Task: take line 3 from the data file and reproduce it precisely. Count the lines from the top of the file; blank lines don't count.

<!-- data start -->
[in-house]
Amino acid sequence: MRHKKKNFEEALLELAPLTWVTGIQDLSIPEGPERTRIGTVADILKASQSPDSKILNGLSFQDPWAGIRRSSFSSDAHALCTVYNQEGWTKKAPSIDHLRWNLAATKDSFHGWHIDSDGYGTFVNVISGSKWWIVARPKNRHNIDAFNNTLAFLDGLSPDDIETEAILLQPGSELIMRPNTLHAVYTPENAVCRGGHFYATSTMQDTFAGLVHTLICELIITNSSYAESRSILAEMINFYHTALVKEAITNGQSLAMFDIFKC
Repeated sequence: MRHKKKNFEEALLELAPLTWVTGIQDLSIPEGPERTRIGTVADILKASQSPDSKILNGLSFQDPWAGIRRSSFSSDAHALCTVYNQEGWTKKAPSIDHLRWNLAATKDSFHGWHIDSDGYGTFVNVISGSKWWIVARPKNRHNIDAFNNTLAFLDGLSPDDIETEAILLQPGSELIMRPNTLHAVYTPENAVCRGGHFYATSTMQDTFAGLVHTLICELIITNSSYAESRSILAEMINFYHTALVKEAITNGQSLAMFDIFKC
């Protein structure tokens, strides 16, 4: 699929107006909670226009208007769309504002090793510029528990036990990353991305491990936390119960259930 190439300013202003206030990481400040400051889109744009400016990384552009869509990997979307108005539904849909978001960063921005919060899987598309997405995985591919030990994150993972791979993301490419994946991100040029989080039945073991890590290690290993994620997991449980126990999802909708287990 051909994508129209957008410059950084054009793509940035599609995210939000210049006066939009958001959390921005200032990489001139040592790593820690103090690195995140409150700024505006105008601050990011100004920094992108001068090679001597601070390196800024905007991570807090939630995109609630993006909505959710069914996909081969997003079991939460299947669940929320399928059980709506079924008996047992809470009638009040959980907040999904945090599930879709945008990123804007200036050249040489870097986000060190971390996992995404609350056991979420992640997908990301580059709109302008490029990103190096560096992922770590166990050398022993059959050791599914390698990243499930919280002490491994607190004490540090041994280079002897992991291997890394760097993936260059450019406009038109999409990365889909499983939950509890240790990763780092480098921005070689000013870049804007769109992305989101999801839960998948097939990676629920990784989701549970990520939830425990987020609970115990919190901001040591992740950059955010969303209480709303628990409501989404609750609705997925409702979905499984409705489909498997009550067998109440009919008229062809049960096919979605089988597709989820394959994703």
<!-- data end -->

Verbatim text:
Repeated sequence: MRHKKKNFEEALLELAPLTWVTGIQDLSIPEGPERTRIGTVADILKASQSPDSKILNGLSFQDPWAGIRRSSFSSDAHALCTVYNQEGWTKKAPSIDHLRWNLAATKDSFHGWHIDSDGYGTFVNVISGSKWWIVARPKNRHNIDAFNNTLAFLDGLSPDDIETEAILLQPGSELIMRPNTLHAVYTPENAVCRGGHFYATSTMQDTFAGLVHTLICELIITNSSYAESRSILAEMINFYHTALVKEAITNGQSLAMFDIFKC